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There's nothing like outdoor skating
A project of CELOS
posted February 11, 2016
The City of Toronto website gives rink schedules and "alerts." That's the only way to find out rink conditions, since the rink phone numbers are not available to the public. Instead, there's a brand new app that allows the rink supervisors to post rink conditions in "real time." Check how it's working here.
Of the 52 compressor-cooled outdoor ice rinks listed on the City of Toronto website, one is closed for good (Regent North) and two are awaiting reconstruction: (Queensway and Riverdale). For the later part of the winter, they were supposed to run as natural ice rinks -- but at the moment they are still only pavement. Maybe next week....
Find your outdoor rink
What makes rinks run well? See our animation.
City Skating programs
Information gathered from Toronto.ca
For drop-in hockey and shinny times, see this schedule (shows arenas as well as outdoor rinks): drop in hockey and shinny.
For pleasure skating, see this schedule (shows arenas as well as outdoor rinks): leisure skating.
For women's shinny see this scheduleWomen's Shinny
Cityrinks Lists of Interest
The City of Toronto outdoor rink website says that 36 of the outdoor rinks will open on Nov.28. 14 others will open on Dec.5.
Both city hall (Nathan Phillips) and Harbourfront had plenty of ice already by Nov.23. That's because they started doing their night-time floods on Friday or Saturday, seven days before opening day. None of the other 35 city rinks started their ice-making before Nov.24 -- four days before the rinks were supposed to open.
In Etobicoke, there were some 6 p.m. to 2 a.m. ice-making shifts. So they already had some ice thickness on Wednesday morning. Some downtown rinks (for example, Ramsden) were just starting to put water down on Wednesday evening -- three days before opening day! -- and it looked like the staff all went home at 11pm. So on Saturday, many rinks may not be open, or if they are open, they'll have very rough ice. The blame will probably be shifted onto the weather, or even onto global warming -- not on substandard technique, which is the real problem.
Warm weather in late November has not been unusual historically -- see our almost-70-year temperature chart. Even so, for many years, the City of Toronto's municipal outdoor ice rinks successfully opened mid-November, after four days of night floods (no longer the practice). They always closed on the closest Sunday to March 1, when outdoor ice is no longer practical because the sun gets too high.
LeFrak Ice Rink in Prospect Park NYC has been open since October 31.
But whatever collective knowledge there was about ice-making in the 1990's seems to have faded out. Thursday November 26 was cloudy but the high was 15 celsius. It would have been good to have a bit more ice, and it would have been good, also, if that ice had been laid down and frozen in thin sheets instead of two or three massive floodings on Wednesday (that's what happened at many of the downtown rinks). "Many thin layers" is the standard. Pointing the hose straight down so that the water breaks up the new ice is not the standard. But that's also what happens a lot.
In the evening of Nov.26 it was still 15 degrees, but at Dufferin Rink the rink staff came around 8 pm and gave the rink a heavy flooding. So at 9 pm it was still mostly water. Meanwhile the forecast calls for lots of rain overnight and tomorrow in the daytime.
Is it possible that, after all these years of skaters trying to promote better ice-making, many of the next round of staff still somehow don't get how ice is made on compressor-cooled cement?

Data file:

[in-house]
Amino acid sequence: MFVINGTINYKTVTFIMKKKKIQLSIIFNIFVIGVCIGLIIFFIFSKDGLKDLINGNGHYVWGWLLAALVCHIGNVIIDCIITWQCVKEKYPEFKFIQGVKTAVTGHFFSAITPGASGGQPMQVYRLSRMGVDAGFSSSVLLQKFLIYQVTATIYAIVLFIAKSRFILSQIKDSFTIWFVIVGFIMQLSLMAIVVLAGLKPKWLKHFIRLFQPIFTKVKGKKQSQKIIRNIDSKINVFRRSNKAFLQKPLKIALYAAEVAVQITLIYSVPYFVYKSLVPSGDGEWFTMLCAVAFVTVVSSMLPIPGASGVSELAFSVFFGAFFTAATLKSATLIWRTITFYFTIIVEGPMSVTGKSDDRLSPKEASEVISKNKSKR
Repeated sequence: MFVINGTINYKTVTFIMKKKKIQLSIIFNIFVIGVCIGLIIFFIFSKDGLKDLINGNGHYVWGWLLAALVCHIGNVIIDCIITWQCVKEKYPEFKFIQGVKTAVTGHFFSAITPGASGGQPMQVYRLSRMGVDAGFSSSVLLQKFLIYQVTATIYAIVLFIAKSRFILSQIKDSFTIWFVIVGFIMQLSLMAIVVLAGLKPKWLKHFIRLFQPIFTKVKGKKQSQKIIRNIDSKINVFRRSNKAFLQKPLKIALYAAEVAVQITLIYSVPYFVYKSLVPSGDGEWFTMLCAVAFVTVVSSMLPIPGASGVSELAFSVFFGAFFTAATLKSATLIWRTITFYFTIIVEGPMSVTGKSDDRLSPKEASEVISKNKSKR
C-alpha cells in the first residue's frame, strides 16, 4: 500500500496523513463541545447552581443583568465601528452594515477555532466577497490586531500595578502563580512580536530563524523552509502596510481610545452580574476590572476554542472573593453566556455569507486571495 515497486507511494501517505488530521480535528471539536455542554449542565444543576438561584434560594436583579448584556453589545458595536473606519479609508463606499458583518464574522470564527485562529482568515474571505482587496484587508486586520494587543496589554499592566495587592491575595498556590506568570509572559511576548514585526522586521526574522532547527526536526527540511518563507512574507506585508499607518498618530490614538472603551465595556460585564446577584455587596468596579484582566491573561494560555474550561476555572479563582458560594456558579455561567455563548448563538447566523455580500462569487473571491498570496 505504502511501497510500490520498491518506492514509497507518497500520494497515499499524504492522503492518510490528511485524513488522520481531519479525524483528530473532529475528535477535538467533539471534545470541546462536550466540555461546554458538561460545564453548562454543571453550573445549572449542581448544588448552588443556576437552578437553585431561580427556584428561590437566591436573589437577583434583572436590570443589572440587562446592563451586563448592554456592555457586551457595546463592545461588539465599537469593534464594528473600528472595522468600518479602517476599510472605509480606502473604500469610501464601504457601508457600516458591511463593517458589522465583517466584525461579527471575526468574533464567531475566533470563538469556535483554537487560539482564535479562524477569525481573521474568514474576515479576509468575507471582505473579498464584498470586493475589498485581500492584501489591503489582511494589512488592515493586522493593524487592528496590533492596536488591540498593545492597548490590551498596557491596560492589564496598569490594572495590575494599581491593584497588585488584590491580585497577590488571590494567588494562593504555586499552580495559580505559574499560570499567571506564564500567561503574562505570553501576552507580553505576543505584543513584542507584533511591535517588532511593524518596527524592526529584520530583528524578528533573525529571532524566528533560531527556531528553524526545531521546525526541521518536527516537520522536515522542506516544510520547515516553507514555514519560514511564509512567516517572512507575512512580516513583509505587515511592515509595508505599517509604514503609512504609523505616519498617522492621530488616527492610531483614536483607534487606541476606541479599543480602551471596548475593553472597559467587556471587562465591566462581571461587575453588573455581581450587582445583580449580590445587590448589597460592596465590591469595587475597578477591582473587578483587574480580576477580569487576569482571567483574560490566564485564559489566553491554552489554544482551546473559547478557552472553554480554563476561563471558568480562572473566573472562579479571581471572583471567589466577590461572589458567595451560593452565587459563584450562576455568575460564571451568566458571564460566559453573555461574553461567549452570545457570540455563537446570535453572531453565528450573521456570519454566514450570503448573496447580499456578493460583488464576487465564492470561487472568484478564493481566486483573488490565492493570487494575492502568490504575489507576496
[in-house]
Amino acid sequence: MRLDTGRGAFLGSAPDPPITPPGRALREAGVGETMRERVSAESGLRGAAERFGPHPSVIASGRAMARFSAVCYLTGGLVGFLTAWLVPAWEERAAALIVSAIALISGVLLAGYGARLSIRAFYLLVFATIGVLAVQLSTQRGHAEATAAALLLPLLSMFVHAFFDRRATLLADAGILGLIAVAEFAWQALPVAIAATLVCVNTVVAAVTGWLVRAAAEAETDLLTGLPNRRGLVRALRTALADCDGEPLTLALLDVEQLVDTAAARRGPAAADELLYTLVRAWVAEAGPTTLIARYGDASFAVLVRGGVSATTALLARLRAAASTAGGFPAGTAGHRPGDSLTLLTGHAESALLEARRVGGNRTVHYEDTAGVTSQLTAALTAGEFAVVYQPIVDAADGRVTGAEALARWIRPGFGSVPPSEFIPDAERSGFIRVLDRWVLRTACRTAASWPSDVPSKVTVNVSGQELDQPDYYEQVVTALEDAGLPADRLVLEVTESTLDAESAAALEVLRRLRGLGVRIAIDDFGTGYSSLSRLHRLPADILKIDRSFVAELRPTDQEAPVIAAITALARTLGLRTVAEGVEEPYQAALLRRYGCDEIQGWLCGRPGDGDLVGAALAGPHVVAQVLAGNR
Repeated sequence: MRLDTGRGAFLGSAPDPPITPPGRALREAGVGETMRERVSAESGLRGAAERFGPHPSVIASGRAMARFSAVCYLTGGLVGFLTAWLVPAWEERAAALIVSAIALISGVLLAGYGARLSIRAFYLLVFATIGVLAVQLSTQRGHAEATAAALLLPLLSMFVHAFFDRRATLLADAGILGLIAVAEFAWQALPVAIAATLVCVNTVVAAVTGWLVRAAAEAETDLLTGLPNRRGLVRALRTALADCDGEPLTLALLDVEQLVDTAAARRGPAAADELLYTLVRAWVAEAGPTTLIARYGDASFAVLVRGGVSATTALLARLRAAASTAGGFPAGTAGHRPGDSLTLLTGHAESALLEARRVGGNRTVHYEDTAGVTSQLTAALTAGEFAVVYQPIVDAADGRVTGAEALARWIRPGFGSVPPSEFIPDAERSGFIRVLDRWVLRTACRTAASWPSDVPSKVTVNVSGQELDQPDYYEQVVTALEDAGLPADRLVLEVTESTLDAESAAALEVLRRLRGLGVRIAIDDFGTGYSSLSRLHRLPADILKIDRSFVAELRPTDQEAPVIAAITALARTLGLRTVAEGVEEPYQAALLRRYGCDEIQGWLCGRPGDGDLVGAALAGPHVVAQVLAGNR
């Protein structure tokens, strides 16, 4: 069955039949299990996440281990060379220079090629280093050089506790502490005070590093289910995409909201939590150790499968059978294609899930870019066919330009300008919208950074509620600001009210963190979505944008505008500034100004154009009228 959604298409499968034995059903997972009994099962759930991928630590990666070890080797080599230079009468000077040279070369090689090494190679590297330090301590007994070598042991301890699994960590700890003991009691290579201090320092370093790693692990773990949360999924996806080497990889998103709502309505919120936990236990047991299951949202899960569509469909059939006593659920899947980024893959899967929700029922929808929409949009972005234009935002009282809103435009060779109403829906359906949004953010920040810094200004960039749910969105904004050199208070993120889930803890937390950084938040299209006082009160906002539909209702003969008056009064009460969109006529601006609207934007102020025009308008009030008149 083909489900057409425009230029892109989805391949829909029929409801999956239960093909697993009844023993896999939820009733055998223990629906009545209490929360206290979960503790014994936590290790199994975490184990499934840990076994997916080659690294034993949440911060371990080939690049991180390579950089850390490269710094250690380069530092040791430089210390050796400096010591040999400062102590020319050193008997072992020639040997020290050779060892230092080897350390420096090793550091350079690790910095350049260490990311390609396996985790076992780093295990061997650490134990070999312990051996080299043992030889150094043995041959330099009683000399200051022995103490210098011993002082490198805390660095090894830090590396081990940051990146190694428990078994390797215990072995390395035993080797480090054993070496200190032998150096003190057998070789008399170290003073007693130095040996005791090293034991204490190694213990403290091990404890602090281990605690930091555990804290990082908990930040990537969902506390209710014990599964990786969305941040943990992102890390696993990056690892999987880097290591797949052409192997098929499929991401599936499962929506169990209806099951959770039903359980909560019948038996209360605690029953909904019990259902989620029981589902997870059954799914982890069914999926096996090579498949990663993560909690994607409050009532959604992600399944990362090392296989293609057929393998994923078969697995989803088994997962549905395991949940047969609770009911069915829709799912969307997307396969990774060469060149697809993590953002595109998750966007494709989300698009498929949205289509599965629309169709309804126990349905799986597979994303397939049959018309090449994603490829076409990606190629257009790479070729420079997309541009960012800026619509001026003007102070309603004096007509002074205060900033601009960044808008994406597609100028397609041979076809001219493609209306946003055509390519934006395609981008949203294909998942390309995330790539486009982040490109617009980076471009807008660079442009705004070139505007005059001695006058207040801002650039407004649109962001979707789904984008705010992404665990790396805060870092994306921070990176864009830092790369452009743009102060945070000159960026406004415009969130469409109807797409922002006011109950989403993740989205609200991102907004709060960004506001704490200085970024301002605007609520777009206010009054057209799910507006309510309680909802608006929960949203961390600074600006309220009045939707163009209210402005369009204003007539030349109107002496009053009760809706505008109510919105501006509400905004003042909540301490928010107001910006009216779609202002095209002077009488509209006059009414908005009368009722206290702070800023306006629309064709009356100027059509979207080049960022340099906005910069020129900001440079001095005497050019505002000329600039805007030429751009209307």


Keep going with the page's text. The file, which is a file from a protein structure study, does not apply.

CTV News: "Skating Ban to be lifted at High Park's Grenadier Pond"
"For city hall, $200,000 for rinks is a stretch." Globe column by Marcus Gee. Some excerpts:
Comment from CityRinks: There is a fourth option: do some better housekeeping of the outdoor rinks program.
(1) Open the rinks as soon as the sun is low and people are excited about winter (mid-November).
(2) Turn the rinks into more hospitable places, so that they’ll get maximum use during the skating season. That includes keeping the change rooms and washrooms open on all the stat holidays, and having more skate rentals. Staff can move the focus from rule-enforcement to fostering people’s enjoyment of skating, of the outdoors, and of wintertime neighbourhood sociability.
(2) Then close the rinks when the sun gets too high for good ice, fuel costs go through the roof, and attendance drops off anyway (early March).
Globe editorial "Skating rinks are an essential service."
Globe: "Toronto moves toward making more outdoor rinks available." Excerpts:
Globe: "Last-minute donation needed to extend Toronto's skating season." Excerpts:
The Star: editorial "Toronto should find money to keep its outdoor ice rinks open."
The Star: "Corporate donors keeping 12 rinks open"
The Star -- Councillor Sarah Doucette will ask staff for a report
The Star - a story about writer Richard Sanger's yearly adventures on Grenadier Pond
CBC story and poll about skating on the pond.
National Post editorial about skating on Grenadier Pond
"Get out there and skate" by Peter Kuitenbrouwer.
Star editorial about skating and tobogganing
What is shinny hockey? A little film clip from Campbell Rink.
Our rinks are community rinks. All members of the community are welcome to skate, play hockey, or meet their friends here. Rink staff would be pleased to answer any questions you may have about the programs and policies.
Please observe the following rules so that everyone can enjoy the rink:
In case of a serious disagreement between rink staff and a rink user about any of these rules, the staff may ask the rink user to leave the rink until the matter is discussed with the Recreation Supervisor. If the rink user refuses the staff's request to leave the rink, a letter of trespass may result.
posted November 12, 2013
City of Toronto website links